Transit has a diverse group of typical users. Seniors or young adults without drivers licenses are natural beneficiaries from public transit. They independently can go to a store, school or other destinations too far to bike or walk even if they’re too old or young to drive. Some adults will not obtain a driver license due to an affliction to driving either for the safety issues or out of being environmentally conscious. Those with disability or legally prohibited from drive are able to still be mobile, even without driving themselves. The younger generations are less enthused about driving as their parents and instead elect to use transit or alternatives to driving like ride-hail companies, cycling or even walking. And low-income families and cash-strapped college students find value in having a low-cost transportation method. And despite its limitations even some high-income families prefer to save money and gain productivity by not driving (at least not into places with limited and expensive parking).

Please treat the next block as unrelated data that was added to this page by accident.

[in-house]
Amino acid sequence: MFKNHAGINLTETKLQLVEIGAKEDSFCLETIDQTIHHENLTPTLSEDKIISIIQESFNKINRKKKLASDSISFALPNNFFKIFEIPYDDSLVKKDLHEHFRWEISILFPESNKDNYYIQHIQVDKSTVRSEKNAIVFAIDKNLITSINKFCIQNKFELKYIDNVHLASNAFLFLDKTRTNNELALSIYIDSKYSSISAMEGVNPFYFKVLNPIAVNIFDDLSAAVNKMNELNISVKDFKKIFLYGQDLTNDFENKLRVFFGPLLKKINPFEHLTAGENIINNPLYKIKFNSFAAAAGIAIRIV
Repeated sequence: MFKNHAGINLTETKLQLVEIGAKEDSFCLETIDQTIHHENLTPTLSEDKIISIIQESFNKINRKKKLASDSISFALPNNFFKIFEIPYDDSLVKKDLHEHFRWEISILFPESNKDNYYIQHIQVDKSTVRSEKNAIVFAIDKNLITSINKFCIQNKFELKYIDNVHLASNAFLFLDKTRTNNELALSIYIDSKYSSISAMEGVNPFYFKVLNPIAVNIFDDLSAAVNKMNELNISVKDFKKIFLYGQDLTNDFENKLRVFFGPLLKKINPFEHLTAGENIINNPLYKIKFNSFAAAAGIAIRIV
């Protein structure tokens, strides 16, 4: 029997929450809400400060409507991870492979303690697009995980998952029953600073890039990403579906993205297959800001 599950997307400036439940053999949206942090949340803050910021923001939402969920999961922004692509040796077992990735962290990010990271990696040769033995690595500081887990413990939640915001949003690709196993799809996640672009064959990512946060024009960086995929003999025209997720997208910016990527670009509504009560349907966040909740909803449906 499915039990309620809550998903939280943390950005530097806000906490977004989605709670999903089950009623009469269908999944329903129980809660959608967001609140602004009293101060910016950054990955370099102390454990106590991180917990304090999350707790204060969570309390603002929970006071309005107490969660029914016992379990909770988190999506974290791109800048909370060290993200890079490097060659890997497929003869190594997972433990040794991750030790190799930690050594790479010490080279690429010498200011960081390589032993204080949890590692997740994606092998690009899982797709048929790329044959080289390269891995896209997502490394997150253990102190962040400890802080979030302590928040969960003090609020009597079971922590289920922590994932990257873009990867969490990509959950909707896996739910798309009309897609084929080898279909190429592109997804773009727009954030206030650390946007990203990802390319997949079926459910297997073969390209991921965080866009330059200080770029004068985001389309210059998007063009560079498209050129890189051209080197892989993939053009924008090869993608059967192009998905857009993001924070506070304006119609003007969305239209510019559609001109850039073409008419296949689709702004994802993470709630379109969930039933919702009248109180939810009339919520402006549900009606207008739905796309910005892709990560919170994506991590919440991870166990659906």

Types of Transit

Capital Corridor Train in all its gloryPublic Transit comes in a few forms, the most valued is rail, typically classified by four types: commuter, heavy, light or inter-city rail. Heavy/Rapid and Light rails, are noted by being electrified and capable of carrying heavy or light capacities(passengers). North California’s only heavy rail system is the Bay Area Rapid Transit system and the region has three light rail systems: MUNI Metro, VTA Light Rail and SacRT Light Rail.  North California counties also runs three Commuter/inter-city rail lines: Caltrain, Sonoma Marin Area Regional Train(SMART) and Altamont-Corridor Express(ACE). The California Department of Transportation(Caltrans)/Amtrak California owns the two inter-city Amtrak routes that run through North California. The Capitol Corridor(San Jose to Sacramento) and San Joaquin(Oakland to Bakersfield) are operated by Amtrak, on behalf of the state, but are managed by their own joint power authorities.